Sharing for you, Week 7: ‘I feel I’ve come home’, can forest schools help heal refugee children?

Here are some highlight excerpt of this beautifully narrated reading, “Wild Child” by Patrick Barkham:

<<<Feeling at home in the wild, a form of healing for the child refugee>>>

“One group last spring included a partially sighted girl. “Walking up into the woods, she stopped and said, ‘Listen to that sound!’” remembers Kate. “It was the buzzing of the insects.” It reminded the girl of her former country. At the end of her six weeks, she said, “I feel like I’ve come home.” The Wild Things staff frequently hear similar declarations. “Often children can feel at home in the woods in a way they find more difficult in the community they have landed in, where technology is everything, money is everything, they are at the bottom of the pecking order and there are massive tensions in the area. In the woods they are on a level playing field. They can just be kids again.”

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<<Where children can relate to their source and roots>>

British-born city children belong to a country called Indoors: they ask Kate, “What’s mud?” or, “Why are there so many trees here?” It is often only in Britain that rural children from overseas are confined to city-centre flats. Their questions – “Are there elephants?” or, “Are there deadly snakes here?” – are rooted in experience of their countries of origin. For many, Kate says, the woods awaken lost memories and a yearning for home. “As soon as we light a fire, they say, ‘Ah, I know this’ or they point to a plant and get really animated. They are in their element.”

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<<Physical Gains of attending Forest School>>

The physical gains are easiest to measure. In one study, a group of Scottish nine-11-year-olds were fitted with accelerometers to measure their physical activity during a typical school day and during a day at forest school. These revealed that activity levels were 2.2 times greater during forest school days than on normal school days that included PE lessons, and 2.7 times greater than on “inactive” school days. Scandinavian studies of outdoor schools have also found they improve children’s attentiveness. In 2017, a four-year study from Norway identified more inattention and hyperactivity symptoms the less time children spent at an outdoor preschool.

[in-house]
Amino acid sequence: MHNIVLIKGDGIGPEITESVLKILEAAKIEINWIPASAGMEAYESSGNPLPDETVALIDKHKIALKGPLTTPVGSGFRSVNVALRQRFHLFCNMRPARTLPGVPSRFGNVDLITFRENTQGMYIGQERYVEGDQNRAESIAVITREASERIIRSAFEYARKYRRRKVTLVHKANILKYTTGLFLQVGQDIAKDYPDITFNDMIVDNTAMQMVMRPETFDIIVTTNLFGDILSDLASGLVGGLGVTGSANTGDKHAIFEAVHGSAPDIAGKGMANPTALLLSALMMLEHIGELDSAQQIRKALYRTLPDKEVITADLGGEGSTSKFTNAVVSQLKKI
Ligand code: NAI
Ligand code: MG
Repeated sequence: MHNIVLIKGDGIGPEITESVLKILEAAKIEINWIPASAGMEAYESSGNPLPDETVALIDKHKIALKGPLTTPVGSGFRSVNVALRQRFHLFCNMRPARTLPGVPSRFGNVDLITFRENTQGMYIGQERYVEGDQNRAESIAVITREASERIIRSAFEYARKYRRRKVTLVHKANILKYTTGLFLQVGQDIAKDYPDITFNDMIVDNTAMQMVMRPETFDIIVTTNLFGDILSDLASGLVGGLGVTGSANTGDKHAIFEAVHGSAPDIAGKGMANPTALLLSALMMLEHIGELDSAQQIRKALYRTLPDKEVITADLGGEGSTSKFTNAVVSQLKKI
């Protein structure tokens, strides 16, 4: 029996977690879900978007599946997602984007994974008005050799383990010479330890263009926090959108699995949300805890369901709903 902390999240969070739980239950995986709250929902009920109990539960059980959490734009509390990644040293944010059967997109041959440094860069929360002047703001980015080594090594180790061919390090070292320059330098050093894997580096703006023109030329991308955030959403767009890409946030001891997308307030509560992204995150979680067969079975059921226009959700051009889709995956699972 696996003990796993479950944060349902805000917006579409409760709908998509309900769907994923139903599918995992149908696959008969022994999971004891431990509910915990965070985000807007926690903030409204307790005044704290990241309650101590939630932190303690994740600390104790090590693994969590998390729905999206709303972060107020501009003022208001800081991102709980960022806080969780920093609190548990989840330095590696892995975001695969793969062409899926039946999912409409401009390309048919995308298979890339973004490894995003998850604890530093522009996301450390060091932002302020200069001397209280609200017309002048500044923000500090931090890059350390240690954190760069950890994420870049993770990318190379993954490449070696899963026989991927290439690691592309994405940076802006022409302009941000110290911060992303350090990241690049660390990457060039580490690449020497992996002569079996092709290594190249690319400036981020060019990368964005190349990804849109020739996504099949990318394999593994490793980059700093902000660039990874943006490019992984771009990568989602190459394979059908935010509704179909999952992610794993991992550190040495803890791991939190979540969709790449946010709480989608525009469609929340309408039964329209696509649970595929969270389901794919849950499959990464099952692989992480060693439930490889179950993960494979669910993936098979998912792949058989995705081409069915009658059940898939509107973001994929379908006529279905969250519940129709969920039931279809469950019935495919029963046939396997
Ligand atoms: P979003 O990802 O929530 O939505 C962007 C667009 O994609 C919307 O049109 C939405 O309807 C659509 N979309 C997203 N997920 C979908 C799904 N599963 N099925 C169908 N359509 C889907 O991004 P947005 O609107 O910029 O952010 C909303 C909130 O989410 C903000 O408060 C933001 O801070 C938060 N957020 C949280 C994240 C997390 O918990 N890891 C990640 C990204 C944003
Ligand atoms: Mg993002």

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<<Academical Gains of attending Forest School>>

Perhaps most surprisingly, there is also hard evidence that outdoor schooling can produce better academic outcomes. A three-year study of primary school pupils who were “struggling to thrive” found a group who attended weekly forest school sessions achieved better overall attendance than their primary school-only peers, and markedly better attainment. The forest school pupils’ writing improved by 18% compared with 7% among comparably disadvantaged pupils; reading improved by 27%, compared with 22% among school-only children; and maths attainment rose by 27% compared with 11%.

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For more information about the book and articles, look up

https://www.theguardian.com/education/2020/may/09/i-feel-ive-come-home-can-forest-schools-help-heal-refugee-children

‘Children need to feel liberated and free.’
Photograph: Fabio De Paola/The Guardian

Wild Child by Patrick Barkham is published by Granta at £16.99. To order a copy for £12.99, go to guardianbookshop.com.

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